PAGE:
2012 AMA Superbike
The 2012 AMA Pro Road Racing season got underway this past weekend at Daytona International Speedway, with two rivals once again battling it out in the AMA Pro National Guard SuperBike Championship.
And each of these riders took a race win, the two-man battle quickly resuming at Daytona during Round 1 of 11 in the series.
The two riders? The reigning AMA SBK Champion Josh Hayes (Monster Energy Graves Yamaha YZF-R1) and his on-track nemesis, Blake Young (Yoshimura Racing Suzuki GSX-R1000). Hayes would win race 1 Friday, and Young would win race 2 on Saturday.
Following are recaps of each race from AMA Pro Racing.
Daytona AMA Superbike: Race 1 Recap:
Hayes accomplished what he could not one year ago in Friday’s season opener at Daytona International Speedway. Hayes once again led from the green flag, but unlike last year the veteran was able to hold off rival Young in National Guard SuperBike Race 1 to take his first SuperBike win at the historic venue.
Making his way into the lead just as the pack hit the line to complete the first lap, Hayes put his head down, took full advantage of his No. 1 Monster Energy Graves Yamaha YZF-R1′s newfound legs, and clicked off a series of blazing laps to break the pursuit of his challengers.
Meanwhile, last season’s double Daytona winner, Blake Young, found himself in a brawl for second with Hayes’ first-year National Guard SuperBike teammate, Josh Herrin, and National Guard Jordan Suzuki’s Roger Hayden, and was helpless to do anything about Hayes’ rapid escape during the race’s early stages.
The contest became further stretched out when Herrin lost the front and crashed from third place on lap 6 of 15. The 21-year old, who led all but the final meters of the opening lap of his Superbike debut before being double drafted by Hayes and Young, remounted and briefly re-entered the fray before eventually retiring.
Hayden lost ground as well, running wide in Turn 1 and losing touch with Yoshimura Racing Suzuki ace Young in the race for the runner-up position.
Hayes continued on in flawless fashion at the front to score his 18th career AMA Pro National Guard SuperBike victory, boasting an 8.332-second margin of victory over Young.
Prior to the contest, Hayes claimed that he and his team had put forth a great deal of effort in the offseason to ensure they came out stronger this season than in 2011. The 36-year-old Mississippian’s performance backed up those statements while serving notice to the rest of the field.
Josh Hayes (Monster Energy Yamaha YZF-R1 Superbike) says: “It was a pretty good day, I’d say. It’s a tough field. Blake rode really well last year. Tommy (Hayden) was all over me. Rog was taking all the necessary steps to be a big pain at the end of the year and Herrin has been fast in testing.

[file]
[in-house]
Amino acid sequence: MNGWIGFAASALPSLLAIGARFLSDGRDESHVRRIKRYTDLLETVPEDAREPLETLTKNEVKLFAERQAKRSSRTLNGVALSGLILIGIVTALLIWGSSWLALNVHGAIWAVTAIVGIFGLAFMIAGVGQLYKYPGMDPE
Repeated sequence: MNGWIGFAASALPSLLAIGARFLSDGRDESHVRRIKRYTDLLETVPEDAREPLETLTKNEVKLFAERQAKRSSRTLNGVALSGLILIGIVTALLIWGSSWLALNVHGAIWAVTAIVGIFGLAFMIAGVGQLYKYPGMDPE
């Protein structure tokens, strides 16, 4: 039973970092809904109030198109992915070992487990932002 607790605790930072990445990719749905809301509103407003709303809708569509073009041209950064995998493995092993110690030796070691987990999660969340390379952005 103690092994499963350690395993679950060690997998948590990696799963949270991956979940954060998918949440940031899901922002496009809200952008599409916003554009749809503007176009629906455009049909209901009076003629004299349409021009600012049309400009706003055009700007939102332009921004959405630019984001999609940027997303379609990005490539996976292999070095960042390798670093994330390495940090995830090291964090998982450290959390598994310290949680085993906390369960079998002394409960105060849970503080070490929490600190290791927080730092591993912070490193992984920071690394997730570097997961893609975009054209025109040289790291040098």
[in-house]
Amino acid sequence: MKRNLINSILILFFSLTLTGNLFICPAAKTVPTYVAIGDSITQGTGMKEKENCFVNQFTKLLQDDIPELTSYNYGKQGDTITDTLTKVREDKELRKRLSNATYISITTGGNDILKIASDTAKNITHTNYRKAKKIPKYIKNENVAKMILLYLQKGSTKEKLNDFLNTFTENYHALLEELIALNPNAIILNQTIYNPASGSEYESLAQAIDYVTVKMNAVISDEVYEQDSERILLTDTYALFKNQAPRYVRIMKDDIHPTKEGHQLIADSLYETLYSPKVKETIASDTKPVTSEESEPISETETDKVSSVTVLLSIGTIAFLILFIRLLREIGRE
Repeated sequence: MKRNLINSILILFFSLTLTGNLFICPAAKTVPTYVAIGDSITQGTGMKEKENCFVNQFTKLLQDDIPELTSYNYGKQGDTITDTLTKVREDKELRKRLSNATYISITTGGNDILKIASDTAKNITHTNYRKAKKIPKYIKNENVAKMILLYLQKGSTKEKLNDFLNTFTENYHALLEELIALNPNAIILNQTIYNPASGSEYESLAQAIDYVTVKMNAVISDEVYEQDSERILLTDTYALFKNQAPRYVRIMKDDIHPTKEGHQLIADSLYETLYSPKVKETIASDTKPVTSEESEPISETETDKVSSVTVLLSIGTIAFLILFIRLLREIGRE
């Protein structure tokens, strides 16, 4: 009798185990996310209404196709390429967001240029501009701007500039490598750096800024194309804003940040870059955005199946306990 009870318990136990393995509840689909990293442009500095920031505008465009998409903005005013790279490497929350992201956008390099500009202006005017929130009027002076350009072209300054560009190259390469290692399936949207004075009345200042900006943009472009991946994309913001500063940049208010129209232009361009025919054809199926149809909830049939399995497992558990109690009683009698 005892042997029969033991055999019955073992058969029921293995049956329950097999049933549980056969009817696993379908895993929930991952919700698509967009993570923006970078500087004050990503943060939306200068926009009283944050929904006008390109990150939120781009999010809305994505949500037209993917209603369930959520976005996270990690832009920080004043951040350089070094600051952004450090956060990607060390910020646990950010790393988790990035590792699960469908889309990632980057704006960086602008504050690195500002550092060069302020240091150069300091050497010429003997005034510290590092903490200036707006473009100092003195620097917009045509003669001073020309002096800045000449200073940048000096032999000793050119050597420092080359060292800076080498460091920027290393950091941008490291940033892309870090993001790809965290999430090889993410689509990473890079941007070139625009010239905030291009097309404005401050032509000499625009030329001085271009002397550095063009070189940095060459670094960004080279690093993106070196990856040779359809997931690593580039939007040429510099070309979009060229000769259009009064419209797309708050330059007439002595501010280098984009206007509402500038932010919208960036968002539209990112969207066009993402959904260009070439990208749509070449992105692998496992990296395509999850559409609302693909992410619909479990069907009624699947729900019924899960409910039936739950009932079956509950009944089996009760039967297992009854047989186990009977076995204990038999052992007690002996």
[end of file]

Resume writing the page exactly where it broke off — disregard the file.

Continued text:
“So I just went home and worked really, really hard to try to take another step in my game and the team has been working really hard on the machine. This is the payoff. Daytona is one of the tracks last year where we were fast but couldn’t get it done. This year we were able to take it another step and I hope we’ll be able to do that at every racetrack this year.”
Blake Young (Yoshimura Suzuki GSX-R1000 Superbike) says: “I’m pretty disappointed with my performance today. I feel like my team worked really, really hard. I feel like all weekend long I’ve been just a little bit behind on the curve. I haven’t really got out and run faster than Josh all weekend and that obviously makes for a difficult weekend.
“Like I said, I’m not happy with today’s race. Whether I have to get out of bed on the other side tomorrow or put my left sock on before my right like I did today… Whatever I need to do, I need to not let this happen again.”
Hayden completed his lonely ride to the final podium position, taking the checkered flag some 16 seconds behind the race winner.
Tommy Hayden (National Guard Suzuki GSX-R1000 Superbike) says: “It’s a good way to start the season, finishing on the podium. But at the same time, it’s not very satisfying with the gap to Blake and the gap to Josh being a little bigger than we wanted. But we’ll regroup tonight and try to change the bike and try to put a better show on tomorrow.”
Jordan Suzuki’s Ben Bostrom was another high-profile crasher, falling from fourth moments after taking the position away from Motorcycle-Superstore.com/Big Kahuna/LeoVince Attack Kawasaki’s Steve Rapp near half-distance.
However, despite Bostrom’s mistake, Rapp was ultimately unable to lock down the position, losing out at the stripe to Foremost Insurance Pegram Racing BMW’s Larry Pegram by a scant 0.001 seconds — a dramatic moment in an otherwise largely processional race.
Team Amsoil/Hero EBR’s Geoff May earned sixth, with Evan Steel Performance BMW’s Jake Holden, Team Venezuela’s Robertino Pietri, Yoshimura Racing Suzuki’s Chris Clark, and Kneedraggers.com/Motul/Fly Racing’s David Anthony rounding out the top ten.